Roses have historically been reported to be sensitive to salinity with appreciable yield losses observed when the electrical conductivity (EC) in saturated soil/media paste extracts (ECe) exceeds 3 dS·m−1 (Bernstein et al., 1972; Davidson, 1969). Such EC levels are easily reached in greenhouse rose production because the crop is irrigated with nutrient solutions (fertigation) that commonly range between 1.5 and 2 dS·m−1 (Cabrera, 2003; White, 1987). Depending on irrigation frequency and volume, the EC in the root zone, however, can reach undesirable high values as a result of plant water uptake and soil/media evaporation (de Hoog, 2001). In recent years, dwindling availability of good-quality irrigation water and environmental pressures are forcing growers to use poor-quality waters and recycle/reuse leached and runoff solutions (Baas and van den Berg, 1999; Bernstein et al., 2006; de Hoog, 2001; Raviv et al., 1998), all of which contribute to higher salt stress levels. Besides the overall EC (i.e., osmotic effect) of a nutrient solution, roses have also been reported to be sensitive to toxicity (i.e., ion-specific effects) by relatively low sodium (Na+) and chloride (Cl) concentrations in the range of 2 to 4 mm (Hughes and Hanan, 1978; Yaron et al., 1969). A recent 12-month study in a soilless production system, however, reported that ‘Bridal Pink’ (on R. ‘Manetti’) roses tolerated, remarkably well, increasing NaCl concentrations up to 30 mm (Cabrera and Perdomo, 2003). Flower and dry weight yields were not significantly affected by the overall EC (up to 7.0 dS·m−1) and high Cl concentrations (up to ≈70 mm) recorded in their leachate solutions. This is a noteworthy result considering that the EC and Cl concentrations exceeded their maximum recommended thresholds (Bernstein et al., 1972; Hughes and Hanan, 1978; Yaron et al., 1969) by two- to threefold and five- to 25-fold, respectively. Based on their results, and comparing their data with the contrasting observations from other rose salinity studies, Cabrera and Perdomo (2003) contended that rootstock selection was a key factor involved in salinity tolerance along with the use of well-drained substrates and moderate to high leaching fractions.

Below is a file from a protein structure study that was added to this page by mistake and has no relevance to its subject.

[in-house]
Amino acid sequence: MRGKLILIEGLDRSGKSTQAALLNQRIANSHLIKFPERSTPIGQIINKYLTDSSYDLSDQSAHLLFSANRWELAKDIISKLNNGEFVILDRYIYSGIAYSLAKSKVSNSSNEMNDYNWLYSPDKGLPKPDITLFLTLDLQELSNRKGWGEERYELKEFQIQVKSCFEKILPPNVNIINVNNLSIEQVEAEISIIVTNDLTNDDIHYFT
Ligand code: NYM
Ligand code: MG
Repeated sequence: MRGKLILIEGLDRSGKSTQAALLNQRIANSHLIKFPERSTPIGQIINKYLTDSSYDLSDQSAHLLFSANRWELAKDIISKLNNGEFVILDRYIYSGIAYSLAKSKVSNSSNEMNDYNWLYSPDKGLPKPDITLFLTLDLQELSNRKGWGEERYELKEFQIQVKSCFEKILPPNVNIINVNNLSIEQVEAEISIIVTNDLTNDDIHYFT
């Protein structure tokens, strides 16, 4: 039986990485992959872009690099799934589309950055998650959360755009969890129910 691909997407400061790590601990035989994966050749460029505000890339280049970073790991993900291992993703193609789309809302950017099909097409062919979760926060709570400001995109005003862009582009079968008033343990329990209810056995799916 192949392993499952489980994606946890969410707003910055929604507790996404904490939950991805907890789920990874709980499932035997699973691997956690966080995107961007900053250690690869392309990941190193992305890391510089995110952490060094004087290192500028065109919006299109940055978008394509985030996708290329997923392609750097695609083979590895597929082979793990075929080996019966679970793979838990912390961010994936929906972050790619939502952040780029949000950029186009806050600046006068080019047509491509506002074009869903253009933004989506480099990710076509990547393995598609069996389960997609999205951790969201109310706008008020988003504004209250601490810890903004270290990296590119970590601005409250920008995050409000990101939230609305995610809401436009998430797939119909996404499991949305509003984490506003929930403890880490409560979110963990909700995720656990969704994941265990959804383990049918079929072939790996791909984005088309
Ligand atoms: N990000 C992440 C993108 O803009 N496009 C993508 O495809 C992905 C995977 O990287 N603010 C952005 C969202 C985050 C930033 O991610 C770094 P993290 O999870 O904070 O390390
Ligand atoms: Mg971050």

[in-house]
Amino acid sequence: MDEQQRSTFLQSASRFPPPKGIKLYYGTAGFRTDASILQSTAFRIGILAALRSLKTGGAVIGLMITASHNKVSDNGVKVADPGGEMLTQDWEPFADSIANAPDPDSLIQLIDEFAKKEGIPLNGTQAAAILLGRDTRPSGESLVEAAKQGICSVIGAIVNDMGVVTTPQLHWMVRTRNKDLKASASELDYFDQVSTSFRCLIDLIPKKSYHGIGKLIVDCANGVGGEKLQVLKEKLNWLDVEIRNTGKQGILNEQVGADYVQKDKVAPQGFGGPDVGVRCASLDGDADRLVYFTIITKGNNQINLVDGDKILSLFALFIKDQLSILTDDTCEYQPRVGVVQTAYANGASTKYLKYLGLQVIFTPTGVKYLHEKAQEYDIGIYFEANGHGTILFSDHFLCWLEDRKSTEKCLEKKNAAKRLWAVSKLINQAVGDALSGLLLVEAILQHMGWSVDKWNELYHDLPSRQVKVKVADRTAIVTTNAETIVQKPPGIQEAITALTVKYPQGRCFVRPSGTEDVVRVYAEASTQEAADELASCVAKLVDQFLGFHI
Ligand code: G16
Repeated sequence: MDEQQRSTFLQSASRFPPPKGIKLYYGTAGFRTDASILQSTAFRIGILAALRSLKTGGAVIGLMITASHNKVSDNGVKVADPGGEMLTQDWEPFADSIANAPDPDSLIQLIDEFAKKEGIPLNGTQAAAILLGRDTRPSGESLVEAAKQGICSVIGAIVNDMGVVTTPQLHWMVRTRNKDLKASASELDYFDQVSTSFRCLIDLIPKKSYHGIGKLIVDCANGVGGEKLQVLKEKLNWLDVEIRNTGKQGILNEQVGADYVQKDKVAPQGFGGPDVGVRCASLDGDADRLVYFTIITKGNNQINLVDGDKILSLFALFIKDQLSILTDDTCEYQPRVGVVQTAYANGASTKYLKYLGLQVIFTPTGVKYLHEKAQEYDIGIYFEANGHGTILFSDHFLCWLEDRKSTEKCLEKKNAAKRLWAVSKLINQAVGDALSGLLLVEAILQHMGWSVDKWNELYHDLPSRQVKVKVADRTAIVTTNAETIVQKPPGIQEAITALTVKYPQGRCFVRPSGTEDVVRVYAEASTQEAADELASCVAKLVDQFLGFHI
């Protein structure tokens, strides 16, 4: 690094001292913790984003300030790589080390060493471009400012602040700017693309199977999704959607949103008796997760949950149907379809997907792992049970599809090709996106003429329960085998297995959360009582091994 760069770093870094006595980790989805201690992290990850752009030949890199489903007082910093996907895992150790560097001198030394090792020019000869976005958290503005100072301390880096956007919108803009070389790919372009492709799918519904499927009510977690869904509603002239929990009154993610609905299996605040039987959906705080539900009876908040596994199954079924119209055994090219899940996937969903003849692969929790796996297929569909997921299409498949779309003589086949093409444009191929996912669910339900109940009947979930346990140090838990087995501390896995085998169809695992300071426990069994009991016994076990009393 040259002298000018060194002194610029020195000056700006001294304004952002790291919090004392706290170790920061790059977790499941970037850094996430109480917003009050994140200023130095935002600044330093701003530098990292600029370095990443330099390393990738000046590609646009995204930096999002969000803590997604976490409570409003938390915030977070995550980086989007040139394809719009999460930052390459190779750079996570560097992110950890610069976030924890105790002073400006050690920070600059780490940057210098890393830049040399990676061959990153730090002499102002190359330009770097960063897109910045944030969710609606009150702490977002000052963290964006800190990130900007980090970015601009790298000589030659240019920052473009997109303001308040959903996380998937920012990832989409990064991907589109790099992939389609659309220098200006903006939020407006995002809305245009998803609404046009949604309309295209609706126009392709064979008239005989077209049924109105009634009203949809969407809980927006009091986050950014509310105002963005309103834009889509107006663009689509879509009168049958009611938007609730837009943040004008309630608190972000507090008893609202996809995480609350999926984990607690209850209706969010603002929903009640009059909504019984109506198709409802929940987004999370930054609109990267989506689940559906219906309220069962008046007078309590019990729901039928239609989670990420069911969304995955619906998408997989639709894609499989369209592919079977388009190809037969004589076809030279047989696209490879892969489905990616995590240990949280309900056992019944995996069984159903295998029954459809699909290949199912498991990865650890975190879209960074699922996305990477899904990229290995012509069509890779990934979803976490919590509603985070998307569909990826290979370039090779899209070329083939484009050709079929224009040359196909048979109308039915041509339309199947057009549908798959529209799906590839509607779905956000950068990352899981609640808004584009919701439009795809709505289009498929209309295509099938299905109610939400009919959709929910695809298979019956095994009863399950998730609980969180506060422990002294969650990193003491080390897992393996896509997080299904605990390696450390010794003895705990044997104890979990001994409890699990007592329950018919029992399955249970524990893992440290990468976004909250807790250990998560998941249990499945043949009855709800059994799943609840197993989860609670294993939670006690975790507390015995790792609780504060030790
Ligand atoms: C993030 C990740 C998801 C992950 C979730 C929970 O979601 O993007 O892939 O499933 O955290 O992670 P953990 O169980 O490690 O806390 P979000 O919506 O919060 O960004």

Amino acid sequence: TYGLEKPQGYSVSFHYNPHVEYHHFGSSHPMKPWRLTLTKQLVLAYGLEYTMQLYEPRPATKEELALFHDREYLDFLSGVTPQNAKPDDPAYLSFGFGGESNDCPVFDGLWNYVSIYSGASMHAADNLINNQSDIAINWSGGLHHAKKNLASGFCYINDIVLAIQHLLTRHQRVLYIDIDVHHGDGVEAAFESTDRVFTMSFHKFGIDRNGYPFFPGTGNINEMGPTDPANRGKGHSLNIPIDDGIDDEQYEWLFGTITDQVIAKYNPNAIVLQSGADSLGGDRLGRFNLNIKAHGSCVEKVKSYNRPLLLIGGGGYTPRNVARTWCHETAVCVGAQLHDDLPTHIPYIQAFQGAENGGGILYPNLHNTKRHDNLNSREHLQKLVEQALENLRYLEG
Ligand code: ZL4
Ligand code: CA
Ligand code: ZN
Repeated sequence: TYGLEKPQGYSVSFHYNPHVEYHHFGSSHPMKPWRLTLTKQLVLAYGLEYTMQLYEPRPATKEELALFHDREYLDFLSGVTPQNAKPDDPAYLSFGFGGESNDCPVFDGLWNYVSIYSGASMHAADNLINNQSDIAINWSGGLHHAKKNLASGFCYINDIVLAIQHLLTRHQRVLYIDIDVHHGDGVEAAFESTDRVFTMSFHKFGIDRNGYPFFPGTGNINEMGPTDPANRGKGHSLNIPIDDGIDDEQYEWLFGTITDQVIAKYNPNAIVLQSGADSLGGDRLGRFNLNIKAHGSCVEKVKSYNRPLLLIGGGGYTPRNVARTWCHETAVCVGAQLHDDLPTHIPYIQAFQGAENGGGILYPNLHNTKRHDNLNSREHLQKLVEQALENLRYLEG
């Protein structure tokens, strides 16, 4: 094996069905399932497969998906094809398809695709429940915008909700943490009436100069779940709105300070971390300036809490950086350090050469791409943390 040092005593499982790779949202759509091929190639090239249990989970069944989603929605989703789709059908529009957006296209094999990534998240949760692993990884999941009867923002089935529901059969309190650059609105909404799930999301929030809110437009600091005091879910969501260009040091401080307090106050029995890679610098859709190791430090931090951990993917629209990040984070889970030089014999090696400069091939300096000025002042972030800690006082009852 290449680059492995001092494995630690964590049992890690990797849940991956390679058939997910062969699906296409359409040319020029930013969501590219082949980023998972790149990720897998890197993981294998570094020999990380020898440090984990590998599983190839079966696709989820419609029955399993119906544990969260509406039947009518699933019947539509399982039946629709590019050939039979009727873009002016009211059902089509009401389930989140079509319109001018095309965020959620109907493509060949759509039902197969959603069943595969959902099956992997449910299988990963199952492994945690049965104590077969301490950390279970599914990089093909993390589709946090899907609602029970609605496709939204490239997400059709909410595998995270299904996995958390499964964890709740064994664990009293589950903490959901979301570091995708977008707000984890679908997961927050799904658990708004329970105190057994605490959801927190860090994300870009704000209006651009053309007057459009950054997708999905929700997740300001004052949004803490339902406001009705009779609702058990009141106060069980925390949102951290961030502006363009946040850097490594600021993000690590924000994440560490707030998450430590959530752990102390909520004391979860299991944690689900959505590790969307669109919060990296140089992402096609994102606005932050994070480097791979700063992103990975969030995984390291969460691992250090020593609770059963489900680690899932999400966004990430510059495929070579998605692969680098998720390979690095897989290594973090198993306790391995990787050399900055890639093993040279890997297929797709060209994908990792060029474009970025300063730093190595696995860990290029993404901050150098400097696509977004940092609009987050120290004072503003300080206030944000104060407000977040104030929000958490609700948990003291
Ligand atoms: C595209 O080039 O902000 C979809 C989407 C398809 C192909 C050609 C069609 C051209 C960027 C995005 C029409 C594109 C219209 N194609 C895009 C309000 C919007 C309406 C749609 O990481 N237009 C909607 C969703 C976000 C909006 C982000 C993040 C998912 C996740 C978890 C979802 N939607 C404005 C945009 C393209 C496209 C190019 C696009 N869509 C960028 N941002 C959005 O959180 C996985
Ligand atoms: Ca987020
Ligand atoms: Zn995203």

Although ion composition in irrigation waters varies widely across the globe, it is often dominated by the cations Na+, Ca2+, and Mg2+ and the anions Cl, SO42–, and HCO3 (Grattan and Grieve, 1999). Waters with very high salinity such as those in oceans and coastal areas are dominated primarily by Na+ and Cl, whereas the bulk of the waters outside of these regions often have compositions dominated by other ions. For instance, western U.S. irrigation waters with intermediate salinities up to 2.0 dS·m−1 often have Na+/(Na+ + Ca2+) ratios between 0.1 and 0.7, indicating Ca2+ is a major contributor to the total solution EC, strongly suggesting that the composition of saline waters in experimental studies in these regions should reflect these ratios (Grattan and Grieve, 1999). Most salinity studies on horticultural or agronomic crops have typically used NaCl as the sole salinizing agent, ignoring the fundamental distinction between saline and sodic conditions. The use of NaCl as the main or only salinizing salt thus seriously limits the extent to which the results can be interpreted (Grattan and Grieve, 1999) and often is irrelevant in an ecological sense (Greenway and Munns, 1980).